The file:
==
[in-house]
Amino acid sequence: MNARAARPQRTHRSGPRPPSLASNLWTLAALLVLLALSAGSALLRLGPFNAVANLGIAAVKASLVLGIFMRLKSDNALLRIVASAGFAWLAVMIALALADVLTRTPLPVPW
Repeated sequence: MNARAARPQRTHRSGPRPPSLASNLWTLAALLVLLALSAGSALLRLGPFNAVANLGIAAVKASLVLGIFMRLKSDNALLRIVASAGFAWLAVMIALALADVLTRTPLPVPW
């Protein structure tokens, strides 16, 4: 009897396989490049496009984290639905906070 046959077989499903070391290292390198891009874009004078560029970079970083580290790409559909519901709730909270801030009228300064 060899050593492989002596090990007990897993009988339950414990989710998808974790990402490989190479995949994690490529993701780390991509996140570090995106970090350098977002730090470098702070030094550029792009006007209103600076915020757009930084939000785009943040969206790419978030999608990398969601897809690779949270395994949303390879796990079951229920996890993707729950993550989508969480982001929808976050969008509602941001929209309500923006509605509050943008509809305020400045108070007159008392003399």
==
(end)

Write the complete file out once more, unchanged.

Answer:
[in-house]
Amino acid sequence: MNARAARPQRTHRSGPRPPSLASNLWTLAALLVLLALSAGSALLRLGPFNAVANLGIAAVKASLVLGIFMRLKSDNALLRIVASAGFAWLAVMIALALADVLTRTPLPVPW
Repeated sequence: MNARAARPQRTHRSGPRPPSLASNLWTLAALLVLLALSAGSALLRLGPFNAVANLGIAAVKASLVLGIFMRLKSDNALLRIVASAGFAWLAVMIALALADVLTRTPLPVPW
């Protein structure tokens, strides 16, 4: 009897396989490049496009984290639905906070 046959077989499903070391290292390198891009874009004078560029970079970083580290790409559909519901709730909270801030009228300064 060899050593492989002596090990007990897993009988339950414990989710998808974790990402490989190479995949994690490529993701780390991509996140570090995106970090350098977002730090470098702070030094550029792009006007209103600076915020757009930084939000785009943040969206790419978030999608990398969601897809690779949270395994949303390879796990079951229920996890993707729950993550989508969480982001929808976050969008509602941001929209309500923006509605509050943008509809305020400045108070007159008392003399």